On a grey Saturday morning in Greenwich, London this weekend, nine hopeful riders set out on the World Cycle Racing Grand Tour, hoping to break the Guinness World Record for circumnavigation of the globe by bike.
This ‘mass’ start at the home of the meridian marked the event as something greater than yet one more rider throwing everything he or she has at the record, making it instead the first ever round the world bicycle race.
Greenwich park was buzzing, as a decent crowd of spectators gathered to see the departure of the riders, clustered at the starting line for 9am on a date specifically selected such that the winning rider would be returning around the start of the Olympics. The riders competing in this rider-organised event, are Mike Hall, Jason Woodhouse, Sean Conway, Simon Hutchinson, Stephen Philips, Martin Walker, Kyle Hewitt, Stuart Lansdale, Richard Dunnett. A 10th rider, Paul Ashely-Unett is himself attempting a record breaking ride, starting instead on February 15th from the Isle of Man.
And they’re off in the World Cycle Racing Grand Tour!
Seeing nine cyclists together, all hoping to break a round the world record, showed just how diverse and personal each approach to the task at hand is. Some, such as Mike Hall and Sean Conway are riding super light, with minimal equipment, relying instead on their fitness and speed to get them through, while others, like Kyle Hewitt, Stuart Lansdale and Stephen Philips have gone for a more traditional approach, carrying much more in the way of supplies, but hoping that this means fewer stops. The one thing every rider shared, though, was an air of trepidation and pre-race anxiety, not helped by last minute hitches such as having left a passport in the library photocopier the night before, in the case of one rider, and all manner of accommodation problems and mechanical issues for more than one.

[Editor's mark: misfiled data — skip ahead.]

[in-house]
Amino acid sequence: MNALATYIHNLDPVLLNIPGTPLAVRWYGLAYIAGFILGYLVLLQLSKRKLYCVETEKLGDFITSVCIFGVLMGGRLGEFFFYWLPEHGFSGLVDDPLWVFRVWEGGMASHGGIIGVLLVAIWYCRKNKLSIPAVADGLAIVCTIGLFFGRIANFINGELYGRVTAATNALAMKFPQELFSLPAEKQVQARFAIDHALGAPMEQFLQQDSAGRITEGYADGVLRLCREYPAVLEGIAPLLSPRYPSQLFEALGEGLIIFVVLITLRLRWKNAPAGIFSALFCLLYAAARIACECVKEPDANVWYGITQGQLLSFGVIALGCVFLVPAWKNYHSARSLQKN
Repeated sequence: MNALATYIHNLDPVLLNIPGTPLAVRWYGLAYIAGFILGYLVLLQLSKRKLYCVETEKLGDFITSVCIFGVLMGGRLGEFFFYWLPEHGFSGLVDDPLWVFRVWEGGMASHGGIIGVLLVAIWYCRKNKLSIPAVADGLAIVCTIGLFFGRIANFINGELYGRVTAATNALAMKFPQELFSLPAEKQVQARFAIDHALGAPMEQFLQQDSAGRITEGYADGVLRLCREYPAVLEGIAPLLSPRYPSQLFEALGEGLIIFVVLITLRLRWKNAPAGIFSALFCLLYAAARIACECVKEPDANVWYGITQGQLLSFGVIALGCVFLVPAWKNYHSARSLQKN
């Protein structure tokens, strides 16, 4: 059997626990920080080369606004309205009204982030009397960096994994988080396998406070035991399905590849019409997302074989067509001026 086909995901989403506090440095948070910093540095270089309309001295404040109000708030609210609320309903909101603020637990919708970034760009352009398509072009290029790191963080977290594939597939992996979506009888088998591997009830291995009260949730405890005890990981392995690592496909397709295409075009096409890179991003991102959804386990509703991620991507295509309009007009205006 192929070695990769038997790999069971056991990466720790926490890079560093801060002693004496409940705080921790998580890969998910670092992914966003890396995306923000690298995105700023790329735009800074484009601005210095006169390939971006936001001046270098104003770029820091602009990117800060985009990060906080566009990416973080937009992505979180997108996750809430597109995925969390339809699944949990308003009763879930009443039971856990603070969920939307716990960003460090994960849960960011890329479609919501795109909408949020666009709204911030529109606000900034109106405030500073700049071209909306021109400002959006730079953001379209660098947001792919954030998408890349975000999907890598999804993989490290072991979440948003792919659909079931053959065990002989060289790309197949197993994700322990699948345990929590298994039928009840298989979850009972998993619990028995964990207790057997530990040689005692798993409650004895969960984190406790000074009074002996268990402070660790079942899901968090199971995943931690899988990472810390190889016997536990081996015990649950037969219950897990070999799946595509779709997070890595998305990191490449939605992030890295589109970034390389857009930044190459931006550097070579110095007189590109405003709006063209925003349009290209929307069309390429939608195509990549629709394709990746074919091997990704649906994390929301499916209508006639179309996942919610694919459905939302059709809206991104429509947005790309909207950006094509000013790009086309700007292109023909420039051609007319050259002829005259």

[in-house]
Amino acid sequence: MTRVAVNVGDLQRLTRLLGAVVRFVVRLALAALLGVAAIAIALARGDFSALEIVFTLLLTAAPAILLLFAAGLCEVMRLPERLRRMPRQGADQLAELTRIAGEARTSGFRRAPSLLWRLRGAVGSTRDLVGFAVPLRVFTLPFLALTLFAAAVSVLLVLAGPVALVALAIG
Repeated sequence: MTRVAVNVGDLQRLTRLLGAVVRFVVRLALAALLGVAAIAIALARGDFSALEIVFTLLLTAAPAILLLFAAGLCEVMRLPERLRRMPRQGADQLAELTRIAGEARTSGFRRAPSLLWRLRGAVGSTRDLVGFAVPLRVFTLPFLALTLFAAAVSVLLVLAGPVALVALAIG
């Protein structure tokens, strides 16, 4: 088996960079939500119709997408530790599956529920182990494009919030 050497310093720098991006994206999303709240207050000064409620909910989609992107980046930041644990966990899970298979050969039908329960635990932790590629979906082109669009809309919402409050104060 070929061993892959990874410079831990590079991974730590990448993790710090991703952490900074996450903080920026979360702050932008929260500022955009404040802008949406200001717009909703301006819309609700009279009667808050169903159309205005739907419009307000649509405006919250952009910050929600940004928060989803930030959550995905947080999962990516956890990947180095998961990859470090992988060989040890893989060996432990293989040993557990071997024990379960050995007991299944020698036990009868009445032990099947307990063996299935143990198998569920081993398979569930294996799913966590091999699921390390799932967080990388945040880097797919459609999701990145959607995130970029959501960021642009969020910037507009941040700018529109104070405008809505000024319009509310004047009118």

All ten riders are carrying SPOT satellite trackers which, in addition to being a safety measure, means that live race coverage is available on the website created for the event www.worldcycleracing.com. Currently, Sean Conway seems to have covered the most ground, but it’s virtually impossible to have an accurate idea of who is “winning” given the various different routes involved. Some are starting travelling east while others have headed west. Guinness only stipulate that 18,000 miles must be travelled and two antipodal points passed.
Sean is also the only rider to be aiming to visit six of the seven continents, making his route more complex than most. With three months or so of riding ahead of all of them, even if they are to break the current record of 106 days, it’s a tough call to say who will make it back to Greenwich first.